Top Protestant and Catholic leaders met last week with Secretary of State Vance to ask for stronger U.S. government action to protect human rights of church leaders in El Salvador.

Although violations of human rights have been a long-standing problem in the Latin American nation, the visit of the churchmen was specifically prompted by murders of church workers and by a threat made on June 20 by a Salvadorian terrorist group called the White Warriors' Union to kill any Jesuits who remain in El Salvador after July 20. The 47 Jesuits now working in El Salvador have pledged to remain at their posts.

Jesuits have been in the forefront in recent years of efforts to arouse and mobilize poor Salvadorian peasants to fight for land reform and economic justice.

The American church delegation, which included the president of the National Council of Churches as well as high level Catholic leaders asked the Department of State to consider withholding the appointment of an ambassador to El Salvador as part of this country's formal protest of rights violations there.

Violence against the church in the overwhelmingly Catholic country has escalated sharply in recent months. The Jewsuit-run Catholic University has been bombed six times eight foreign-born priests were forcibly expelled and seven others have been refused re-entry permits, two priests have been killed and three others tortured. This record lends gravity to the death threats against the 47 Jesuits.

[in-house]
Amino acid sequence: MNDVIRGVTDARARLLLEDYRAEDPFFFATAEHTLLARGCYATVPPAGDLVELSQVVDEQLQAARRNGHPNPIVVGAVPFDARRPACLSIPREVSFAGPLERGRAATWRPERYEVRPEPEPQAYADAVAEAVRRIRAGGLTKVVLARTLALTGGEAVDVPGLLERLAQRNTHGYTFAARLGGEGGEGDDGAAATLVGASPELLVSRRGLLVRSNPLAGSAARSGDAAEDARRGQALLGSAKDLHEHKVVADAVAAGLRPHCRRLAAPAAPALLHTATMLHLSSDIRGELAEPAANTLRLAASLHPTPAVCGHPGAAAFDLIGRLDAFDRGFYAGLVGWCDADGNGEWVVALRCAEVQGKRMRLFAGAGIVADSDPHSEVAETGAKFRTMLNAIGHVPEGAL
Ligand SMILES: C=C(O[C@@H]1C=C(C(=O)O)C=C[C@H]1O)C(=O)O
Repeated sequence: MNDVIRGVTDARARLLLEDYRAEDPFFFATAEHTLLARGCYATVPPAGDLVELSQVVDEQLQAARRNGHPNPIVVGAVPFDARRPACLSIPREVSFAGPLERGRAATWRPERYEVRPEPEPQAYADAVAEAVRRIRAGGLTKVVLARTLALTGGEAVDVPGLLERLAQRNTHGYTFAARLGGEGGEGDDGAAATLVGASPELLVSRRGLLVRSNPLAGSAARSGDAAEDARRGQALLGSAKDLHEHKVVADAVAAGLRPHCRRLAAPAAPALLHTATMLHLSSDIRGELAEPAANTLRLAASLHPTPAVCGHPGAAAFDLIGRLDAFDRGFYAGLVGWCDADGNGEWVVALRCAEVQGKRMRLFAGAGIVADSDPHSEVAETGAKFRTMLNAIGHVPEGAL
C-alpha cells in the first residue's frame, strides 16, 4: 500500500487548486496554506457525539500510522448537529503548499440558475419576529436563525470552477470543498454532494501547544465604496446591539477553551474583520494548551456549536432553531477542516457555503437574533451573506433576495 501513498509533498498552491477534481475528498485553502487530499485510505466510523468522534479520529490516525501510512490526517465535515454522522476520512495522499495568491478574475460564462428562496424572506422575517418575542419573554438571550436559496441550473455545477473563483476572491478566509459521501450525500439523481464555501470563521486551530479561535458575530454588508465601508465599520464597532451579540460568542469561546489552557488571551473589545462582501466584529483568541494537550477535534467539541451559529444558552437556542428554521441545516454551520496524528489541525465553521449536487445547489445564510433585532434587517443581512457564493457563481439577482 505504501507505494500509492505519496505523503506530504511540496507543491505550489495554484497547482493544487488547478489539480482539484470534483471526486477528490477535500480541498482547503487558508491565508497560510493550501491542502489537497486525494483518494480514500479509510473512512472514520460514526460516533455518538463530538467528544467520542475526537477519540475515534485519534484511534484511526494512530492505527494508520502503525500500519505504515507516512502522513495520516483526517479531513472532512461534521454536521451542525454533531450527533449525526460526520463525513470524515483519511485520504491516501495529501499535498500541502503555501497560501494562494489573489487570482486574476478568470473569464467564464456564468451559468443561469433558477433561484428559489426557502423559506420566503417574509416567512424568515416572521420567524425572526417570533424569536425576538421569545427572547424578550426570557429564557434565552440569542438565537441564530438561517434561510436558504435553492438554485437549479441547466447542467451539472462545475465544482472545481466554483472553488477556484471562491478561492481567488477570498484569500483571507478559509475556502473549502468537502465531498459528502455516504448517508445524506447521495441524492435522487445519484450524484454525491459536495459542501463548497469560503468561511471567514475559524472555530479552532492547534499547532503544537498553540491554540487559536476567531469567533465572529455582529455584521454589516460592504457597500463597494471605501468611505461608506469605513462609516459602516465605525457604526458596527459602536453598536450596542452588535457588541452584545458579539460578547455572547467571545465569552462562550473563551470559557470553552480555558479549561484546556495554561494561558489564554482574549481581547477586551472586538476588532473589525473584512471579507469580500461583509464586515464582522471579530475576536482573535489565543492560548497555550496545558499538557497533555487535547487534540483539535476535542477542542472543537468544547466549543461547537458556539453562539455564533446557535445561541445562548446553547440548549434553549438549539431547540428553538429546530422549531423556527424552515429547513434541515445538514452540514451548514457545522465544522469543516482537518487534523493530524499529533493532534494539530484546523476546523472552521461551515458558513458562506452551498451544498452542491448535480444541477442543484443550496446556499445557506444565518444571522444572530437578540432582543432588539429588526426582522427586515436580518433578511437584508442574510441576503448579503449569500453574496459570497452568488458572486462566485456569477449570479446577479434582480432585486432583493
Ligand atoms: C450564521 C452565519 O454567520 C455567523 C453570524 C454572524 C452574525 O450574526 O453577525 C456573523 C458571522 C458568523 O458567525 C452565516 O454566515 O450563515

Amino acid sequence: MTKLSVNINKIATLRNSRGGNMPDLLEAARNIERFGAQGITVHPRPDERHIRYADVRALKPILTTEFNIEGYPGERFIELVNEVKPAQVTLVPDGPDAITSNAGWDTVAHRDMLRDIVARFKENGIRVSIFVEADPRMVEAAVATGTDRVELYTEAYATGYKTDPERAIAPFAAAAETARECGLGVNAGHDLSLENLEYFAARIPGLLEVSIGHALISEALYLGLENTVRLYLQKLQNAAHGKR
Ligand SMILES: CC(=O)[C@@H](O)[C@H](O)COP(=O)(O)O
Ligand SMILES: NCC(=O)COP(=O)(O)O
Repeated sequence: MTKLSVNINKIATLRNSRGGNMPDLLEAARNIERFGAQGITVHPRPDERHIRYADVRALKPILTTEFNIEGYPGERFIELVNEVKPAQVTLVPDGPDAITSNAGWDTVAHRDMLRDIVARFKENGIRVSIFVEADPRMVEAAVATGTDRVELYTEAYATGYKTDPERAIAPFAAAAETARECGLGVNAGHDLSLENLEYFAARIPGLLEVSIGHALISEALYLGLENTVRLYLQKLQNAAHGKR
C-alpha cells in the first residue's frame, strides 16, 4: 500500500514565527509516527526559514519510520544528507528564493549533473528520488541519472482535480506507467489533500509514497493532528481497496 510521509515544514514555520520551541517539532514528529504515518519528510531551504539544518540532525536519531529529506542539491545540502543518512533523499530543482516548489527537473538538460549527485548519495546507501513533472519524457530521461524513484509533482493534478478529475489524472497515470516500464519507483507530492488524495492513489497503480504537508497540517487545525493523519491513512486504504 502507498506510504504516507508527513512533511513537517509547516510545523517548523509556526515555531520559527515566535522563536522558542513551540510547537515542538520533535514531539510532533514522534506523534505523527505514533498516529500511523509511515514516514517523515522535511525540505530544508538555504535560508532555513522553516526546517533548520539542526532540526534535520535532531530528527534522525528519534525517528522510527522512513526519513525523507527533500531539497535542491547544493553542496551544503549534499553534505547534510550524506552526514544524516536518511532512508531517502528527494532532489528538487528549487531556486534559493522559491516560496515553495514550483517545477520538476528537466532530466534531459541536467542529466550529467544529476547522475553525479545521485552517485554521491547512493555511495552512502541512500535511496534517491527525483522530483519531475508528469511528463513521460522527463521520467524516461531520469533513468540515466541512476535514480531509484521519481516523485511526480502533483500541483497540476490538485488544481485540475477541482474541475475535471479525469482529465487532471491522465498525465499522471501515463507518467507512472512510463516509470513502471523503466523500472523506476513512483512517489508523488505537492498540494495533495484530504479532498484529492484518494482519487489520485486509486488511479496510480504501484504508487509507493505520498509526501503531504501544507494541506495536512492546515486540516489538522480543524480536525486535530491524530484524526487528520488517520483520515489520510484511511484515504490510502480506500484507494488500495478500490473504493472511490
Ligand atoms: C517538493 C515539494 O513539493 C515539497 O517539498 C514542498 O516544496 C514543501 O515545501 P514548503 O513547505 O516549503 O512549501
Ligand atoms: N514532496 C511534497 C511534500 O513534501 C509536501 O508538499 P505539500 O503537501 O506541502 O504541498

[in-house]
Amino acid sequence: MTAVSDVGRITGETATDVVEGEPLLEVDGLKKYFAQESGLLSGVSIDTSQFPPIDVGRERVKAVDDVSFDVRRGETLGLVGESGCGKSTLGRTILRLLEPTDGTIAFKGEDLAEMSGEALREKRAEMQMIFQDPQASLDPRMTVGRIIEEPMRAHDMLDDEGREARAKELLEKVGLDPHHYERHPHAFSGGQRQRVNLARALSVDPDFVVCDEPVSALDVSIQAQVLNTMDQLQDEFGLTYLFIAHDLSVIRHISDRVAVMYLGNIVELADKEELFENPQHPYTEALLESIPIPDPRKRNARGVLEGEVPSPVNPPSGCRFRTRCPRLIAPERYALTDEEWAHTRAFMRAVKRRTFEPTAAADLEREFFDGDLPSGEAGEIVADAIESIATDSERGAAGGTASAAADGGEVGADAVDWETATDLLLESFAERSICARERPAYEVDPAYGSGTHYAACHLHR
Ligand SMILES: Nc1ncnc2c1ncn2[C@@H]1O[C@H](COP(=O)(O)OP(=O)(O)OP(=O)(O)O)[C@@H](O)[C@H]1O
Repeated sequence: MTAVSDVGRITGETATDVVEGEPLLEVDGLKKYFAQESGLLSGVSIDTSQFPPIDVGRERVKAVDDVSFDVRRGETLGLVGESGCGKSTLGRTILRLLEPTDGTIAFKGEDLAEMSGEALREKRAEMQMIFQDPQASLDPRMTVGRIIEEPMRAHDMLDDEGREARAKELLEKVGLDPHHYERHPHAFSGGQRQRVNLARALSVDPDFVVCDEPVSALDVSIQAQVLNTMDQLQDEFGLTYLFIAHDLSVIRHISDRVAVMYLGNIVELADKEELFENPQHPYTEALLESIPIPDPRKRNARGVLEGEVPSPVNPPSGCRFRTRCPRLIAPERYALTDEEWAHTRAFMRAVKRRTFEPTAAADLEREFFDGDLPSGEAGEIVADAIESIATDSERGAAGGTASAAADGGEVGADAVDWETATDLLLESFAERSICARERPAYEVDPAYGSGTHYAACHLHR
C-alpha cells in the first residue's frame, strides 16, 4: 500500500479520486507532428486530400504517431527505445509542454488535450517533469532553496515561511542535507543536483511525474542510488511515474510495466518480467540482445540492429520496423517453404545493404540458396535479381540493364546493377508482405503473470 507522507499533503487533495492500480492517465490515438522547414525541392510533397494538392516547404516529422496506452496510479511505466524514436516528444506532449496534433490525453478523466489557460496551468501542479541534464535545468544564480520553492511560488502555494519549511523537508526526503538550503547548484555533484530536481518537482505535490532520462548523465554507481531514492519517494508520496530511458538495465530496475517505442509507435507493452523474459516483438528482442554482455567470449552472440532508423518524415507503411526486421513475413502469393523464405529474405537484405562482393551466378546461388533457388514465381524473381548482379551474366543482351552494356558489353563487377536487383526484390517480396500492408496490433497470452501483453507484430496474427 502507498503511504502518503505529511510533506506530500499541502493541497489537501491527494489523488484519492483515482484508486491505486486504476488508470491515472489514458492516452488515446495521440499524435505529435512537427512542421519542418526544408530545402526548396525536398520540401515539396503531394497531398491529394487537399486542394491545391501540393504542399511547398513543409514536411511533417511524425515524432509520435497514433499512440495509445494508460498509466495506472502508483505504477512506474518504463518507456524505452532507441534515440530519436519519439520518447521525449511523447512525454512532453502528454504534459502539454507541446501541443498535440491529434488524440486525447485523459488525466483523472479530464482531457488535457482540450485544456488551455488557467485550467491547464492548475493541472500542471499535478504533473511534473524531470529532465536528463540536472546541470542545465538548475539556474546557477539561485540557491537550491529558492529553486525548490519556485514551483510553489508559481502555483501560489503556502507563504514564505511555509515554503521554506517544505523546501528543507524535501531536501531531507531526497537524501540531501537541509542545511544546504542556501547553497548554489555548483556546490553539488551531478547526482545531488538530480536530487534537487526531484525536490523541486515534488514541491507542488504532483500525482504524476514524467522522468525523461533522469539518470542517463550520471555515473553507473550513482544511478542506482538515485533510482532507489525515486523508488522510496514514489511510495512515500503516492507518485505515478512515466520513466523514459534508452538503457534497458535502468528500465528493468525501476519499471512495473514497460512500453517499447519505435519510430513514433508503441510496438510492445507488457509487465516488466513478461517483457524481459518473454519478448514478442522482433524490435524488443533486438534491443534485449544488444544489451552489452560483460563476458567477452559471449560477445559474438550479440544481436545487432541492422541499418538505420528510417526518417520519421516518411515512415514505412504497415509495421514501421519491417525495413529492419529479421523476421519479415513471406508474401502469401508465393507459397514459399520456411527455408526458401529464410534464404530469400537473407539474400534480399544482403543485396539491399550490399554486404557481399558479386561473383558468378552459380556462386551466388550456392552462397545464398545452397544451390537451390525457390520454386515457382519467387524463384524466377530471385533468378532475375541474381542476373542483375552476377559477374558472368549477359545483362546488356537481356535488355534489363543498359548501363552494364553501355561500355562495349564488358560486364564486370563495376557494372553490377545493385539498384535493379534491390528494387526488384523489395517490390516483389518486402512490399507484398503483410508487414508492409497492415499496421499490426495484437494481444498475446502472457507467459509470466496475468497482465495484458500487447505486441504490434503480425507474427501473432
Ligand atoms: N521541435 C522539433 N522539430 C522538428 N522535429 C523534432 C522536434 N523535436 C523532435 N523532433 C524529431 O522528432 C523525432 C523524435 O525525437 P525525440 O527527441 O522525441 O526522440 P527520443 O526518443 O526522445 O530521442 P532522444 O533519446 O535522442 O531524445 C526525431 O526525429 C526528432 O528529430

In Rome the Jesuit superior general, the Rev. Pedro Arrupe, appealed personally to the El Salvador president, Carolos Romero, to protect my Jesuit brothers. . . Do not permit innocent blood to stain once again the generous Salvadorian nation." the Jesuit chief pleased.

The church visitor to Secretary Vance said they were "pleased" with the concern shown by the Department of State over the Salvadorian situation. "They share the concerns of the church people," reported one of the visitors, Tom Quigley, adviser for Latin American Affairs of the U.S. Catholic Conference.

Congressional hearings by a sub-committee on international organizations have been set for next Thursday-one day following the expiration of the warning by the terrorists against the Jesuits - on the problems of the church in El Salvador.